PORTLAND – Ken Janson, the president of Nimlok Maine, and a fundraising volunteer for Mary’s Walk and the Maine Cancer Foundation for nearly two decades never envisioned himself as an author, but after battling cancer for more than two years, he decided to tell his story. His new book, “Charting a Course Against Cancer,” chronicles his journey, the fundraising performed by Mary’s Walk, with its many volunteers and supporters, and the story also pays homage to the doctors, nurses, and technicians who confront cancer daily.
Ken and Laurie Janson participated in the first Mary’s Walk in 1999, and soon became volunteers in the grassroots fundraising effort. The event was founded by Kennebunk attorney Gene Libby as a tribute to his wife and Saco native, Mary Kerry Libby, after she succumbed to Burkitt’s Lymphoma in 1997. The annual event quickly became a signature community effort drawing more than 2,000 people annually to the streets where Mary once walked. Today, after two decades of hard work and steady dedication, the event and its companion, the Kerrymen 5K, have raised more than $3.25 million for the Maine Cancer Foundation.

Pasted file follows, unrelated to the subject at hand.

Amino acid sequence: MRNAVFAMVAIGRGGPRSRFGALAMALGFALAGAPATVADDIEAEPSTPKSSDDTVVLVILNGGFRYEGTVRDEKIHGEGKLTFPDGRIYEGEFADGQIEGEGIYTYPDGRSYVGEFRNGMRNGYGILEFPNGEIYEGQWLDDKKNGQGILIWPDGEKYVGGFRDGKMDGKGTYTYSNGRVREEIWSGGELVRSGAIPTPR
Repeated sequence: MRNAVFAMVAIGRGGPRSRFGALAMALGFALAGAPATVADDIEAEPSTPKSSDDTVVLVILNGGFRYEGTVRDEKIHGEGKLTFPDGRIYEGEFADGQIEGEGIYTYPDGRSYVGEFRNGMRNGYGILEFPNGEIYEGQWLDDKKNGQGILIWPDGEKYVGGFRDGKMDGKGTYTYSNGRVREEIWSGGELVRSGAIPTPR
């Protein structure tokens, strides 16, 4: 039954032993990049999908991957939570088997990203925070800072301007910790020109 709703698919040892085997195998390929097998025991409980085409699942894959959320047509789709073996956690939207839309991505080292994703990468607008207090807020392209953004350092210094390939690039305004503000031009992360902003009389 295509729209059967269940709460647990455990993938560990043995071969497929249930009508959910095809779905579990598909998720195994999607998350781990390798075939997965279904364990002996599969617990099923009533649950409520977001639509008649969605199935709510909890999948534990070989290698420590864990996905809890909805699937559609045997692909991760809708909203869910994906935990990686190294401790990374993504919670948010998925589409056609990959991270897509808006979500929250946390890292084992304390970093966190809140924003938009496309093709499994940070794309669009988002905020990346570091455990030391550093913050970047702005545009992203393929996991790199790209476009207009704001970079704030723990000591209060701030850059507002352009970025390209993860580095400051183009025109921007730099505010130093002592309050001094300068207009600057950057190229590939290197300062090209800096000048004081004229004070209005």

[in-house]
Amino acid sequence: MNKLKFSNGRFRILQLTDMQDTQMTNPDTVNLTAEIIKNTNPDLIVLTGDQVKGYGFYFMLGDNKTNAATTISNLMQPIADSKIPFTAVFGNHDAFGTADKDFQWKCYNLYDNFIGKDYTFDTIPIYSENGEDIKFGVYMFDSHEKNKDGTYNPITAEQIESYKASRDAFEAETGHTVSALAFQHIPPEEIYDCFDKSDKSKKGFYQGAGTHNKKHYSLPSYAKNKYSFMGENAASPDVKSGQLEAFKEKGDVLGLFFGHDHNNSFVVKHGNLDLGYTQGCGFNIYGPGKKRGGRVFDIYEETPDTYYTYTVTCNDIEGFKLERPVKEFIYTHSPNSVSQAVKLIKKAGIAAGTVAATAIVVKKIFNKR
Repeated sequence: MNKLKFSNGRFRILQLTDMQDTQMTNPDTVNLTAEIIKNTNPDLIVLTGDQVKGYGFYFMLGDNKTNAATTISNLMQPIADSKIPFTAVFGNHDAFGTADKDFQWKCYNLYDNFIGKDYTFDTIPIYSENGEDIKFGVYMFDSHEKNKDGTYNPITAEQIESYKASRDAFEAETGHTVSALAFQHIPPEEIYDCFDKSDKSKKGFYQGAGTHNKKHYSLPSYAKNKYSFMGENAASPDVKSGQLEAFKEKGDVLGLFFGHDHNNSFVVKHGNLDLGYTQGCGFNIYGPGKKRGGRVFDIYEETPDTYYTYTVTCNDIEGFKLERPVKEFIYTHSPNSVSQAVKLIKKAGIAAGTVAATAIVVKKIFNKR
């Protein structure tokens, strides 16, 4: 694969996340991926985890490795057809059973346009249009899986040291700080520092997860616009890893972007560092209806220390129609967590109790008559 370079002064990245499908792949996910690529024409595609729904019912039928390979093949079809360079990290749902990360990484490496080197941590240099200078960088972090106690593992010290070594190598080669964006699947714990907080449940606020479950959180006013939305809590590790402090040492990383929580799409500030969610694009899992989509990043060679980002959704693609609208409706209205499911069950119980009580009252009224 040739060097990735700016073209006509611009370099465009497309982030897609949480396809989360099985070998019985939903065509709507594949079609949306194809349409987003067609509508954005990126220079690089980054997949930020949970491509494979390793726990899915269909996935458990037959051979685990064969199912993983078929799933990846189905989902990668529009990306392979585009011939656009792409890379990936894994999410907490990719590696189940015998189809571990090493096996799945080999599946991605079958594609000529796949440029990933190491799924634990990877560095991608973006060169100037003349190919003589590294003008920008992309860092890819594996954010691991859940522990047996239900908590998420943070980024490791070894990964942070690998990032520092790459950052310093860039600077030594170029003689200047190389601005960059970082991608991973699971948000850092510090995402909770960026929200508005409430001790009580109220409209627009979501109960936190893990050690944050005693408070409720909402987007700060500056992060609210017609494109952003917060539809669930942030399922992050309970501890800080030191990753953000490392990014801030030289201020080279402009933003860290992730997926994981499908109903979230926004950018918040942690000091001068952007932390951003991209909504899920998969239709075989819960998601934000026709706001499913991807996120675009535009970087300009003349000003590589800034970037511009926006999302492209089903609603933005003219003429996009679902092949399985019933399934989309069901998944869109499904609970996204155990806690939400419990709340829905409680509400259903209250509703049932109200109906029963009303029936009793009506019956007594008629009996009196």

A 2016 diagnosis of esophageal cancer put a new spin on life for Ken and his family, and after years of volunteerism in support of those battling cancer, there was a new challenge looming on the horizon.
“In this riveting memoir, Ken describes both the medical and emotional aspects of the difficult journey from cancer diagnosis through treatment, all while continuing his efforts for Mary’s Walk, focusing not just on his own illness and recovery, but on helping all cancer patient,” said Dr. Harvey Mamon, Associate Professor of Radiation Oncology, Harvard Medical School.
A small business owner, Ken Janson has been designing and selling trade show exhibits for clients since 1990 at his business, Nimlok Maine, in Scarborough. A Maine native, Ken still resides in Saco, Maine, with his wife, Laurie, where they enjoy spending time with their four grown children, two grandchildren, and extended family.
“The cancer battle that I fought, that Laurie and I fought, is not unlike what thousands of other cancer patients and their loved ones have been through or are enduring right now,” Janson said.
“I am sharing my story to not only chronicle the reality of facing cancer but also to document the treatment and care that is delivered on a daily basis in hospitals and cancer centers all over the world.”
See you on the roads and stay tuned – as always, if I think it’s interesting, I’ll write about it.
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